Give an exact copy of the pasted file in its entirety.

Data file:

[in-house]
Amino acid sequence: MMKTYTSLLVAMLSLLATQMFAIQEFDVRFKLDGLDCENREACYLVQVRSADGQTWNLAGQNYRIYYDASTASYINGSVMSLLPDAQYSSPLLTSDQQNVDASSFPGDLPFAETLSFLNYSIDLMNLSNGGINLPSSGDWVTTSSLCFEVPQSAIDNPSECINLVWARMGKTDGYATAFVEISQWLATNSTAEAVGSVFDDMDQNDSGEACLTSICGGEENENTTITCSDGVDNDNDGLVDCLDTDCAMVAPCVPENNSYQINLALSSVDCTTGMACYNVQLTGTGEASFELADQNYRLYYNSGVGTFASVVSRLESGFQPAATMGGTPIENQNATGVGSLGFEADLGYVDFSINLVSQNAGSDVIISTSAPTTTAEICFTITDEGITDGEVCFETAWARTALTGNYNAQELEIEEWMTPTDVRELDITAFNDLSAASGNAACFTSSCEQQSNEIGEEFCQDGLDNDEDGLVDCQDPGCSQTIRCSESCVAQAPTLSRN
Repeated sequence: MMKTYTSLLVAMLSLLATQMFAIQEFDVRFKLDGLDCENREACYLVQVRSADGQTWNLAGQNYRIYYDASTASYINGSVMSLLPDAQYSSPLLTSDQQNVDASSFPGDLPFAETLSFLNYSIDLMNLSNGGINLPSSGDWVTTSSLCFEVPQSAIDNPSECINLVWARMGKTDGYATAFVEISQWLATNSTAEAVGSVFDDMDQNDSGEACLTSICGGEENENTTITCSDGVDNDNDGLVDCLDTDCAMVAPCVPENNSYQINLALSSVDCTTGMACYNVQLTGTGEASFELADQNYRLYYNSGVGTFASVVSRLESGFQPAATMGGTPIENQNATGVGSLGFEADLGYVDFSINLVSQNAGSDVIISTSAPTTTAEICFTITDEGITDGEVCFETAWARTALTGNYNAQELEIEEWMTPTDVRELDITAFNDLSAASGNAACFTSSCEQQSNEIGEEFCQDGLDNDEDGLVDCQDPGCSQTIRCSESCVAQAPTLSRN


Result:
[in-house]
Amino acid sequence: MMKTYTSLLVAMLSLLATQMFAIQEFDVRFKLDGLDCENREACYLVQVRSADGQTWNLAGQNYRIYYDASTASYINGSVMSLLPDAQYSSPLLTSDQQNVDASSFPGDLPFAETLSFLNYSIDLMNLSNGGINLPSSGDWVTTSSLCFEVPQSAIDNPSECINLVWARMGKTDGYATAFVEISQWLATNSTAEAVGSVFDDMDQNDSGEACLTSICGGEENENTTITCSDGVDNDNDGLVDCLDTDCAMVAPCVPENNSYQINLALSSVDCTTGMACYNVQLTGTGEASFELADQNYRLYYNSGVGTFASVVSRLESGFQPAATMGGTPIENQNATGVGSLGFEADLGYVDFSINLVSQNAGSDVIISTSAPTTTAEICFTITDEGITDGEVCFETAWARTALTGNYNAQELEIEEWMTPTDVRELDITAFNDLSAASGNAACFTSSCEQQSNEIGEEFCQDGLDNDEDGLVDCQDPGCSQTIRCSESCVAQAPTLSRN
Repeated sequence: MMKTYTSLLVAMLSLLATQMFAIQEFDVRFKLDGLDCENREACYLVQVRSADGQTWNLAGQNYRIYYDASTASYINGSVMSLLPDAQYSSPLLTSDQQNVDASSFPGDLPFAETLSFLNYSIDLMNLSNGGINLPSSGDWVTTSSLCFEVPQSAIDNPSECINLVWARMGKTDGYATAFVEISQWLATNSTAEAVGSVFDDMDQNDSGEACLTSICGGEENENTTITCSDGVDNDNDGLVDCLDTDCAMVAPCVPENNSYQINLALSSVDCTTGMACYNVQLTGTGEASFELADQNYRLYYNSGVGTFASVVSRLESGFQPAATMGGTPIENQNATGVGSLGFEADLGYVDFSINLVSQNAGSDVIISTSAPTTTAEICFTITDEGITDGEVCFETAWARTALTGNYNAQELEIEEWMTPTDVRELDITAFNDLSAASGNAACFTSSCEQQSNEIGEEFCQDGLDNDEDGLVDCQDPGCSQTIRCSESCVAQAPTLSRN